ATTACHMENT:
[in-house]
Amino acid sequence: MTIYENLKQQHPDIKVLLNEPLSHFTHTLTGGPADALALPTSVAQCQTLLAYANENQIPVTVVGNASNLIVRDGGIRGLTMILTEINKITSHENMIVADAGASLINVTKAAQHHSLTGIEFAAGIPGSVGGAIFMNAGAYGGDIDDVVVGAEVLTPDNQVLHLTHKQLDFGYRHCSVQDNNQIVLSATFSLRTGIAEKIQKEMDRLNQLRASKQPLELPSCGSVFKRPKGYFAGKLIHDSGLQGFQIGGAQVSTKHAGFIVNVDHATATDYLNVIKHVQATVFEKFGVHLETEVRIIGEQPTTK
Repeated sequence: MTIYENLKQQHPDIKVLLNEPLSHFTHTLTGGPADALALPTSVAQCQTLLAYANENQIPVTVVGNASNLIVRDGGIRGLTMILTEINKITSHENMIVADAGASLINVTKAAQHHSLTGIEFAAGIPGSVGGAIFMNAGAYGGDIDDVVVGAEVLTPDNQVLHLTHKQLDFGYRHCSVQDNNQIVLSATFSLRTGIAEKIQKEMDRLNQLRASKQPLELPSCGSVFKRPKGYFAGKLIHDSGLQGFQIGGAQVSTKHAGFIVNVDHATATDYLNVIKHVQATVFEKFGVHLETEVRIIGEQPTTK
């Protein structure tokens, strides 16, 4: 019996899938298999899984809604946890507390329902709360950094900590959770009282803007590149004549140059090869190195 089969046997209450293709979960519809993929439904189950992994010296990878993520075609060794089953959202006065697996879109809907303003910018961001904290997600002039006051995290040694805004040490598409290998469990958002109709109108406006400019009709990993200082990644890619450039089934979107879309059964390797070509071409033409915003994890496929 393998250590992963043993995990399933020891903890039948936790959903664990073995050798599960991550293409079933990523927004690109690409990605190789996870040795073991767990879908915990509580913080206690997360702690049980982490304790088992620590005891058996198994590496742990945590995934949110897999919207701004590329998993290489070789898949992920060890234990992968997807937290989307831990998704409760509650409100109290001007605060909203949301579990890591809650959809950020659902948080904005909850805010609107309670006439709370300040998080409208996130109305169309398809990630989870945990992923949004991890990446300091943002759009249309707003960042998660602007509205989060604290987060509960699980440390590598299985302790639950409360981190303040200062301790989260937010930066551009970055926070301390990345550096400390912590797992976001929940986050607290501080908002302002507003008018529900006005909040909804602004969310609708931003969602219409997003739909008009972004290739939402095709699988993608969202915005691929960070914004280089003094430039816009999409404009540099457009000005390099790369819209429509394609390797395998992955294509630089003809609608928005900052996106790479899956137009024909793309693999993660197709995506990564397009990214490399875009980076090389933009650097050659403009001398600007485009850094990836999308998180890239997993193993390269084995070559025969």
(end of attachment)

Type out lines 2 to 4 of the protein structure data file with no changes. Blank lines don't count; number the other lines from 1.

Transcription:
Amino acid sequence: MTIYENLKQQHPDIKVLLNEPLSHFTHTLTGGPADALALPTSVAQCQTLLAYANENQIPVTVVGNASNLIVRDGGIRGLTMILTEINKITSHENMIVADAGASLINVTKAAQHHSLTGIEFAAGIPGSVGGAIFMNAGAYGGDIDDVVVGAEVLTPDNQVLHLTHKQLDFGYRHCSVQDNNQIVLSATFSLRTGIAEKIQKEMDRLNQLRASKQPLELPSCGSVFKRPKGYFAGKLIHDSGLQGFQIGGAQVSTKHAGFIVNVDHATATDYLNVIKHVQATVFEKFGVHLETEVRIIGEQPTTK
Repeated sequence: MTIYENLKQQHPDIKVLLNEPLSHFTHTLTGGPADALALPTSVAQCQTLLAYANENQIPVTVVGNASNLIVRDGGIRGLTMILTEINKITSHENMIVADAGASLINVTKAAQHHSLTGIEFAAGIPGSVGGAIFMNAGAYGGDIDDVVVGAEVLTPDNQVLHLTHKQLDFGYRHCSVQDNNQIVLSATFSLRTGIAEKIQKEMDRLNQLRASKQPLELPSCGSVFKRPKGYFAGKLIHDSGLQGFQIGGAQVSTKHAGFIVNVDHATATDYLNVIKHVQATVFEKFGVHLETEVRIIGEQPTTK
């Protein structure tokens, strides 16, 4: 019996899938298999899984809604946890507390329902709360950094900590959770009282803007590149004549140059090869190195 089969046997209450293709979960519809993929439904189950992994010296990878993520075609060794089953959202006065697996879109809907303003910018961001904290997600002039006051995290040694805004040490598409290998469990958002109709109108406006400019009709990993200082990644890619450039089934979107879309059964390797070509071409033409915003994890496929 393998250590992963043993995990399933020891903890039948936790959903664990073995050798599960991550293409079933990523927004690109690409990605190789996870040795073991767990879908915990509580913080206690997360702690049980982490304790088992620590005891058996198994590496742990945590995934949110897999919207701004590329998993290489070789898949992920060890234990992968997807937290989307831990998704409760509650409100109290001007605060909203949301579990890591809650959809950020659902948080904005909850805010609107309670006439709370300040998080409208996130109305169309398809990630989870945990992923949004991890990446300091943002759009249309707003960042998660602007509205989060604290987060509960699980440390590598299985302790639950409360981190303040200062301790989260937010930066551009970055926070301390990345550096400390912590797992976001929940986050607290501080908002302002507003008018529900006005909040909804602004969310609708931003969602219409997003739909008009972004290739939402095709699988993608969202915005691929960070914004280089003094430039816009999409404009540099457009000005390099790369819209429509394609390797395998992955294509630089003809609608928005900052996106790479899956137009024909793309693999993660197709995506990564397009990214490399875009980076090389933009650097050659403009001398600007485009850094990836999308998180890239997993193993390269084995070559025969």